“I thank the district and so many of you for your willingness to play, question, reconsider, challenge and pull on the rope with me as we have worked to move student learning forward,” she wrote in the email. “I am grateful for your dedication and hope that as you continue to lead you recognize that the work that you do daily matters.”
Krause is the second member of the superintendent’s cabinet to announce a retirement since the appointment of Interim Superintendent Chris Ragsdale on April 10.
Cheryl Hungerford, CCSD deputy superintendent of leadership and learning, announced her resignation via a blast email to staff at the same time Ragsdale and the school board were holding a press conference to announce his appointment.
Ragsdale said he can’t talk about what he plans to do with his six-member executive cabinet until after the board votes on cabinet changes May 29.
In the hierarchy of CCSD, the superintendent is the top employee in charge. The next step down is two deputy superintendents, one over operations and the other over leadership and learning. Below them are the chiefs of human resources, staff, academics and finance.
Ragsdale had been deputy superintendent of operations and Hungerford was deputy superintendent of leadership and learning, leaving both positions open. Krause’s retirement leaves the chief academic officer slot open. The human resources chief is Michael Shanahan, Brad Johnson is finance chief and Angela Huff is chief of staff.
“The board obviously will have to approve the reorganization and any kind of movement I do,” Ragsdale said. “Until they vote on that, I’d be hesitant to talk.”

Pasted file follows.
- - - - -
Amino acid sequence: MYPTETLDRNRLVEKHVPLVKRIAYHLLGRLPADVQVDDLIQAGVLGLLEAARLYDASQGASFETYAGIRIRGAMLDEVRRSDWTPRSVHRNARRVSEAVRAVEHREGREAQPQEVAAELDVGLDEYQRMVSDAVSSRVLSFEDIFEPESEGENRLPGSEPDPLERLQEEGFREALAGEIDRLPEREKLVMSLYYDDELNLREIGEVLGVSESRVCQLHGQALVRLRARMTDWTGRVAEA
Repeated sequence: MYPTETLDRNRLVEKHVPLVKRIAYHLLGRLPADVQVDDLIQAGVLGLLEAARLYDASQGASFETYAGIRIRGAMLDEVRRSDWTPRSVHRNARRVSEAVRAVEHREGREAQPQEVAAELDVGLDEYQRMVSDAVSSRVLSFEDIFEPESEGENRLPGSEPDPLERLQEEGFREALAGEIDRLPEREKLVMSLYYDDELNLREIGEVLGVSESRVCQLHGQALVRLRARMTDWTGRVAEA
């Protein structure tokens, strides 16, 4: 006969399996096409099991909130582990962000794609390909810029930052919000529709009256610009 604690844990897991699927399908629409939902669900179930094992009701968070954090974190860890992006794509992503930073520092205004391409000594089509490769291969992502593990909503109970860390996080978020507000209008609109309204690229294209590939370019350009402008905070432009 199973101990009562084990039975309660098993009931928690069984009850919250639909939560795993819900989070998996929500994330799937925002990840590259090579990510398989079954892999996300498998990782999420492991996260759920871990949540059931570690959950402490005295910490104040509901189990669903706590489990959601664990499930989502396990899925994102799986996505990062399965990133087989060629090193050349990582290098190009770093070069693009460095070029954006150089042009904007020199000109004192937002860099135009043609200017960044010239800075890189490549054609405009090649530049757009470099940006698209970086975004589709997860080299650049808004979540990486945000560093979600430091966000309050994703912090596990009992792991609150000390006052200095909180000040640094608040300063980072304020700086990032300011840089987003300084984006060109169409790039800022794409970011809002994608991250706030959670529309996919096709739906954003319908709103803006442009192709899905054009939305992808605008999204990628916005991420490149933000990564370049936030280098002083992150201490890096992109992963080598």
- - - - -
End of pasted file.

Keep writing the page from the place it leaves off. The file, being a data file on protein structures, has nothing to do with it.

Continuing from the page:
Asked if he offered Krause a renewal of her contract, Ragsdale again said he could not comment until the 29th. He said he hopes to announce replacements for both Krause and Hungerford that day.
“There will be some changes forthcoming,” he said.
According to Open Georgia, Krause made $127,470 last year. Hungerford’s salary was $139,875.
Krause said her retirement was not related to Ragsdale being named superintendent.
“It’s just anticipating the fact he’ll want to make his own team,” Krause said. “Every leader wants to form his own team. I think Cobb has a bright future ahead. I think change is good. It re-energizes places.”
Krause said she is considering offers from both the public and private sector, but plans to remain in education in some capacity.
State Sen. Lindsey Tippins (R-west Cobb), chairman of the Senate Education Committee and a member of the Cobb school board from 1997 to 2008, said the timing of Krause’s announcement doesn’t necessarily mean it was related to the new superintendent.
“It’s not uncommon for there to be personnel changes at the end of a school year for varying reasons,” he said. “I think it’d be a mistake to read that it’s a direct result of an interim superintendent being named.”
Krause was named chief academic office in December 2012.
Prior to that, she worked as an assistant superintendent for Fulton County Schools.